Holy Hell review – first-person footage blurs line between community and cult

Films unrivaled access takes us inside the inner workings of a cult as never before to reveal a group thats far more complex than you might expect

Part of becoming an adult means making a poor option here and there. For the luck ones, a pot of black coffee and a jog can sweat these out the morning after. For others there are lingering consequences. When Will Allen started hanging out with a group of friendly and fit young people in California, he found a group of likeminded, artistic and philosophical peers looking for answers to big questions. He emerged 22 years later questioning his option to devote his time, finances and energy to the groups leader. Allen wasnt the first to fall under the spell of a cult , nor will he be the last, but his position as in-house videographer may make him the only one with copious footage detailing what induces such groups tick.

The first-person nature of Holy Hell is both a bles and a curse. The source material is utterly fascinating in that major-collision-on-the-highway way of things, but Allen takes this footage and, mixed with talking head interviews from other former members, attempts to tease out a three-act tale with shocking twists. The outcome is an uneven mixture of news program, suspense narrative and toward the end, somewhat saccharine self-help exercising.

As a young homosexual man, ostracized by his parents in the mid 80 s, Allen first encounters the Buddhafield group after his sister fell in with them. Its a fun, upbeat gang. They hang out in lakes and laugh and embracing and all look terrific in bathing suits. Allen, who built 8mm remakings of Jaws and Wonder Woman as a kid, starts recording video. As he expends more period with them, his service aims up being something akin to a Minister of Propaganda. That in addition to being one of many masseurs to the Teacher and eventually he alleges a victim of sexual abuse.

The leader who is first called Michel, then Andreas is a curious figure of unknown origin and indiscernible accent.( Think Ricardo Montalbn traversed with Peter Sellers in The Party, but wearing speedos .) His path to enlightenment is one that involves physical fitness, ballet and clean living. No drugs are let, other than the psychedelic high that comes from hypnosis or shakti conferences. On special occasions he presents The Knowing, which is basically a private satellite link-up with God. Former adherents still describe this encounter with reverence an indescribable and gratifying experience that altered their perception and sense of self.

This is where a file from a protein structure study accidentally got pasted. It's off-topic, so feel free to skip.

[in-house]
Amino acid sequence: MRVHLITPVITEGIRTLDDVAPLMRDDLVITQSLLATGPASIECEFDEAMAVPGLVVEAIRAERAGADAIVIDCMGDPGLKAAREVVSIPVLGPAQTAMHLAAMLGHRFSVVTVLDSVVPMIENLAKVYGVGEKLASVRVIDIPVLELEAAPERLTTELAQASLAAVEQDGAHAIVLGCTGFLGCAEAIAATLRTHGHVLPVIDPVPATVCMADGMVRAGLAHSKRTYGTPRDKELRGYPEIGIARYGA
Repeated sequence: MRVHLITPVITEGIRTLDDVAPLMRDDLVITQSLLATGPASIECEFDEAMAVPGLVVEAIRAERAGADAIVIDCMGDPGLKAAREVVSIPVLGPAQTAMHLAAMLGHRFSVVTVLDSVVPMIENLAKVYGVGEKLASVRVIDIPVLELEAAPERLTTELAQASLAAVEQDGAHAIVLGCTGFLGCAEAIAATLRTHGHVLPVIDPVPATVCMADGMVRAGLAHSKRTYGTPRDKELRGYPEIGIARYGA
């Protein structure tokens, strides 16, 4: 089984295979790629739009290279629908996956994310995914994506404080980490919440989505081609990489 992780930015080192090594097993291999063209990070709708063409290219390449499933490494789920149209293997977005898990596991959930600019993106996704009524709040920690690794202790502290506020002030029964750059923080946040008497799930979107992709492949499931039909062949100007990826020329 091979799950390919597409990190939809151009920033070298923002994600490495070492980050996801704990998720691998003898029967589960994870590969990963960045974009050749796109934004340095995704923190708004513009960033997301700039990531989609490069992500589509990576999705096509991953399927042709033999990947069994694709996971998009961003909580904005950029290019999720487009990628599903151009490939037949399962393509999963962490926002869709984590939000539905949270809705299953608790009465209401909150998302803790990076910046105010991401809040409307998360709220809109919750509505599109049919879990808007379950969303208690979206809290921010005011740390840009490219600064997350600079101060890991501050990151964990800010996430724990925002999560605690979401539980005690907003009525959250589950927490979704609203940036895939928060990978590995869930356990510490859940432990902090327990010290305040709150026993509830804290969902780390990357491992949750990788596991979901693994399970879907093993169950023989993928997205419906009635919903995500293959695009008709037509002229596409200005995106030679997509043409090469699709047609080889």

Michel/ Andreas is a commanding and striking figure. An ex-actor( he had a bit part in Rosemarys Baby) and a former lesbian porn starring, his demeanor is simultaneously distant and friendly. He tells you just enough about his master plan to keep you wanting more. Its this enigmatic quality, plus being surrounded by scores of other devoted disciples, that generate the brainwashing cult-of-personality. We all tell oh, this would never happen to me, and yet all the Buddhafield survivors seem like altogether sharp, reasonable people today.

The group moves from California to Austin, Texas in the early 90 s, funded entirely by donations from members. Many work, but when they are done with their day undertaking they return to the group to do another 40 hours a week of service. Service eventually entails designing and constructing an elaborated amphitheater. One of the kookier tale phases describes how Andreas( as he is called in the Texas years) would devise and practice elaborate ballets for a year, different groups would perform it one time only for themselves, and then start the process again.

After the events at the Branch Davidian compound in Waco, Texas, in 1993, paranoia begins to poison Andreass teaches. In a brilliant strategy, he convinces his adherents that people from the outside might accuse them of is available on a cult which, obviously, in the farthest thing from the truth. Their group, he says, isnt a cult, but the true path to procuring peace and harmony or whatever it is.( His tenet is a vague hodgepodge of many religions, plus the unique spin of always garmenting in swimwear and generate sure a handsome young man carries lawn furniture so hes got a place to sit .)

In time the Big Lie is unraveled when an unnamed member leaves the group. Despite the decree of sexual abstinence, he accuses Andreas of sexually abusing him during their private hypnosis sessions. Turns out most of “the mens” of the working group, both lesbians and straight( and including Allen ), have induced similar allegations.

Whats most remarkable about Holy Hell apart from the fact that Andreas has resurfaced in Hawaii with new adherents is the ambivalence of some of the survivors. Many dont entirely regret their decades of service. For a few good years they experienced the bliss that can only come from is available on the presence of the divine. Some reflect on the halcyon years as the only true household they had.

This speaks to a larger and more troubling truth. Intense subcultures, even benign or helpful ones, sometimes cause a rift with people and their families, or their general well-being. Holy Hell employs this deception to its advantage. At first the Buddhafield seems really great, and as you watch you think Hey, this isnt so bad! After the truth is uncovered you are able to think back on how creepy it all was. Many people have a community they belong to that, to foreigners, may seem obtrusive be it a house of prayer with a historical legacy, a self-help group in the AA mold or a never-ending tour with a band like the Grateful Dead. Holy Hell is a useful tool to show how people within their home communities may be unable to recognize or reconcile when their subculture turns dark.

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